The airstrikes hit the roof of the administration building; one of two cells holding male suspects; and the facility’s women’s cell, the separate building used to house security detainees.
“Ahmed,” who had been detained in the facility’s main section, said that when the first strike hit:
[We] ran to the door and tried to get out, [we were] asking to be let out. … Then the second missile hit, and then the third on my ward. All the prisoners were at the door when it hit.
Ahmed said he lost consciousness after the third strike. He suffered burns on more than 40 percent of his body as a result of the strike.
“Abdullah,” another detainee, said:
I was injured in my leg… in the first strike. I tried to protect [myself by lying] on the ground after the first bomb. The third bomb came into my cell. After it finished, I saw that most of the prisoners were dead. I saw a hole in the wall so I went out, then I was in the street. Two people with a motorbike took me to [the hospital].
A guard at the facility said:
I [had gone] home to eat dinner. I was 200 meters from here…[when] I heard the bombing. It shook the home. I ran outside to see what was happening, then there were more strikes. I was scared and ran away.
The prison workers made an opening so they [the prisoners] could leave. I didn’t have time to get the key, I feel ashamed about that. I was scared and far away. Some people [prisoners] ran away through the opening in the wall.
Human Rights Watch visited the facility on November 6. The attack had significantly damaged the jail’s reception area and destroyed one of two large cells holding male detainees, as well as the main hallway of the men’s detention center.
Human Rights Watch examined and photographed remnants of the munitions used in the attacks and determined they were consistent with a US-made JDAM satellite-guided bomb.
By deploying military forces at a civilian detention facility, the Houthis failed to take all feasible precautions to minimize the risk to the detainees.
At the same time, the coalition airstrike on the detention facility appears to be an unlawfully disproportionate attack under the laws of war, and a possible war crime. An attack is disproportionate if the expected civilian harm incurred from the attack is greater than the attack’s anticipated military advantage. In this incident, any military gain from the attack would appear small compared with the expected high loss of civilian life in the detention facility.
Souq al-Hinood Neighborhood, September 21, 2016
Casualties: At least 28 civilians killed, including 8 children, and 32 wounded.
Munitions Identified: No remnants found at the site.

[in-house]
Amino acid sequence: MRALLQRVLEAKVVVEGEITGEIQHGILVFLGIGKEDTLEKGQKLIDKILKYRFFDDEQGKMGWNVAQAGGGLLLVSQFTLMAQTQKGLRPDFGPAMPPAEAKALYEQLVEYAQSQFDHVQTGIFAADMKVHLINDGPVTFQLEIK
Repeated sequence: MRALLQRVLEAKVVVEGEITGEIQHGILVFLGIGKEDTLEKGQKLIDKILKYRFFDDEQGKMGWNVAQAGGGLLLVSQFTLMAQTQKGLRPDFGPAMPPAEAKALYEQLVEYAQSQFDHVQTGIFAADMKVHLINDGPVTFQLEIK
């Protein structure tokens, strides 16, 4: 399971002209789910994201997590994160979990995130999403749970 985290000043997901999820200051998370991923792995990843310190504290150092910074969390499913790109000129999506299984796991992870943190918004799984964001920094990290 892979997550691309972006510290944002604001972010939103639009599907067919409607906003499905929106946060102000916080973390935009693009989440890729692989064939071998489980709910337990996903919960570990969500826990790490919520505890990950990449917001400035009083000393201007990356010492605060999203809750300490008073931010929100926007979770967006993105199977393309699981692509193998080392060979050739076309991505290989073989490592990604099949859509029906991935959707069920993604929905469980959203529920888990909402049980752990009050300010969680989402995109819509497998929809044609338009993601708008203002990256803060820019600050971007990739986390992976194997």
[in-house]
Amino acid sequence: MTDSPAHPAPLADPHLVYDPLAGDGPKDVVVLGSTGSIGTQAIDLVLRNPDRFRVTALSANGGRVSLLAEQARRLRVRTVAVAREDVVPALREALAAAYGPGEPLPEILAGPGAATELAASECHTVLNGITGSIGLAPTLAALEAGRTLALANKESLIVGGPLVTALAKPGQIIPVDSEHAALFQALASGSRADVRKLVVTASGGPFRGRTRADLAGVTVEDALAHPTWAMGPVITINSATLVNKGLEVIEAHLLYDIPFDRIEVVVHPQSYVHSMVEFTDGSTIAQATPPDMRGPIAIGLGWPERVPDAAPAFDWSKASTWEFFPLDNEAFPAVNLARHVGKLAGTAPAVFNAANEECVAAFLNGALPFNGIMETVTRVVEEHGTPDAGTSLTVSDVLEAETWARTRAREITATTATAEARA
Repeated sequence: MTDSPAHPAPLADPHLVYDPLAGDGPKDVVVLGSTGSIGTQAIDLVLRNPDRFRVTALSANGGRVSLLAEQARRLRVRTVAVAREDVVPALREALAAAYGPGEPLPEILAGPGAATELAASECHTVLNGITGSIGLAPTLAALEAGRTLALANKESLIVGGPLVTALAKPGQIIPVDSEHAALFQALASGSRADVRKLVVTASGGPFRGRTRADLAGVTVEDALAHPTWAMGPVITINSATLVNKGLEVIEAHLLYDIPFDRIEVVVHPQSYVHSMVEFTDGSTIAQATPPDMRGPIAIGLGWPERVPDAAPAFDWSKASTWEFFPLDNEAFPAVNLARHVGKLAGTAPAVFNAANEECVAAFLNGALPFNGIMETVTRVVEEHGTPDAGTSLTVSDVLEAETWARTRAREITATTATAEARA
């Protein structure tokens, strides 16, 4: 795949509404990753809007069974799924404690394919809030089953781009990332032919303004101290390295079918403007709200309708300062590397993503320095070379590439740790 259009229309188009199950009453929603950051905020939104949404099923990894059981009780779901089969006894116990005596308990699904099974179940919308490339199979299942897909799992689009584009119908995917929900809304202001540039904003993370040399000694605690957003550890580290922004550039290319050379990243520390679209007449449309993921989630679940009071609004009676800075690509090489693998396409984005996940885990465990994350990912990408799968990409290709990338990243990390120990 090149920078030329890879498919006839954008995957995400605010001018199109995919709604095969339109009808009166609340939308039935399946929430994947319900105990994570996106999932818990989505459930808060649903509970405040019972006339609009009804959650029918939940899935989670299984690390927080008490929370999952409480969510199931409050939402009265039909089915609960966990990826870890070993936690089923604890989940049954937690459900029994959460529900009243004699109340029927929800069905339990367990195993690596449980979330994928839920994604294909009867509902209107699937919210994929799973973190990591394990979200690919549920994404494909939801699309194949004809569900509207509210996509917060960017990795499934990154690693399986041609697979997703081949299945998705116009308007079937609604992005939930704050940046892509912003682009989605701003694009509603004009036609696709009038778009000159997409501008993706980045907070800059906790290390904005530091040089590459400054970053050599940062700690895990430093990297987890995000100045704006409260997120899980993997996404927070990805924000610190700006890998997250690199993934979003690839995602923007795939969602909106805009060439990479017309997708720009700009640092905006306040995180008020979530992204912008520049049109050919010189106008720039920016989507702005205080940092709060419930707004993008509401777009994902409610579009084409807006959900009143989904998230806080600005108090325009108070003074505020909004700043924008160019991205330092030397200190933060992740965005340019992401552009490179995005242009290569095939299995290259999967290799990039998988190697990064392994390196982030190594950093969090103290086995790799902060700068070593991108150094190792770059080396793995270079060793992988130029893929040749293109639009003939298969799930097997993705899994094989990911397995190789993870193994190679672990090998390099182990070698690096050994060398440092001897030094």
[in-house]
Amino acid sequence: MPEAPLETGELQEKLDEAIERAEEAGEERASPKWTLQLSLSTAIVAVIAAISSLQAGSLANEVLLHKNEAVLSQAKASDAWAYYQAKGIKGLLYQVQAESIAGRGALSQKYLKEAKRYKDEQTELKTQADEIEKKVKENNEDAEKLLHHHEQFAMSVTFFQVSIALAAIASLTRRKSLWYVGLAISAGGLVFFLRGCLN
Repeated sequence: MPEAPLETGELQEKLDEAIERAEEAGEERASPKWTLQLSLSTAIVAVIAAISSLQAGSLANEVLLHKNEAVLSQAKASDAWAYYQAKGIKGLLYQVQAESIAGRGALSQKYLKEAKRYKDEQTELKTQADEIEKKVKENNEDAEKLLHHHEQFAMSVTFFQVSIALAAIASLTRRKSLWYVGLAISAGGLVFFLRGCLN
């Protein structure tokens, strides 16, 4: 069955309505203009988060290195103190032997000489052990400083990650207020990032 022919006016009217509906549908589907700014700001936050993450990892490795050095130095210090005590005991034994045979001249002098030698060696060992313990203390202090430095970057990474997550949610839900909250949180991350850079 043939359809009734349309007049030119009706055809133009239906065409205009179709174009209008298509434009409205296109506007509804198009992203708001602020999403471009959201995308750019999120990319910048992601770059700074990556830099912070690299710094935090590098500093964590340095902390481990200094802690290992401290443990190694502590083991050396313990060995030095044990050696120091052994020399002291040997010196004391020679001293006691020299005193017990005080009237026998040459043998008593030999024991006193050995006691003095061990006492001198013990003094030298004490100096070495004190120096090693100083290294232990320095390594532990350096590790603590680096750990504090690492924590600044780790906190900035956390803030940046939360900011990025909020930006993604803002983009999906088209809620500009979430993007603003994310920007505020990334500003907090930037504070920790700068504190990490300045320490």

At about 7:15 p.m. on September 21, coalition aircraft attacked the Presidential Palace in Hodeida, which was still being used by local authorities. About an hour later, an airstrike hit a home in the densely populated residential neighborhood of Souq al-Hinood, about 500 meters from the palace. The strike killed at least 28 civilians, including eight children, and wounded 32, according to OHCHR. Human Rights Watch confirmed the names and ages of 24 of those killed, including six children.
When the strike came, [the guests] ran in all directions…. I was sitting in the men’s funeral [section]. I and my [granddaughter], she is only 4-years-old, flew in the air. We were thrown [from the street] to the back of the house.… She was injured in the head. My 23-year-old son… was cut on his neck and face, his jaw detached. He also had [fragments] lodged in his leg.
Abduljalil’s son-in-law and his grandson were killed.
Muhammad Ghareib, 41, a shop owner whose store is about 150 meters from the strike location, said:
I was inside my shop [when] I heard a very loud explosion. All the glass in my shop shattered, the dust filled the shop…. I went outside and saw people running away: men, women, and children, some of them were falling on the ground, some covered with dust and some with blood.
The airstrike directly hit the three-story building in the middle of [the building]. All the bricks and one balcony fell over the funeral and [those attending]. About 12 houses were damaged.
None of the witnesses described any military target in the area other than perhaps the Presidential Palace, which had at times been used to host meetings with high-level Houthi officials involved in military operations. The palace was located 450 to 500 meters away from the neighborhood. The house of the Houthi-affiliated deputy governor, was about 20 meters away, a neighborhood resident said. Armed men in military trucks used to visit the deputy governor’s house, but the resident was uncertain whether any were there at the time of the strike.
Human Rights Watch visited the site on November 7. There was no evidence of a possible military target in the area other than the Presidential Palace.
The attack on Souq al-Hinood may have been intended as part of the attack on the Presidential Palace, but it was apparently unlawfully indiscriminate as it did not distinguish between civilians and a military objective. Indiscriminate attacks carried out recklessly are war crimes. The coalition has not announced if it will investigate the attack.
This report prepared by Human Rights Watch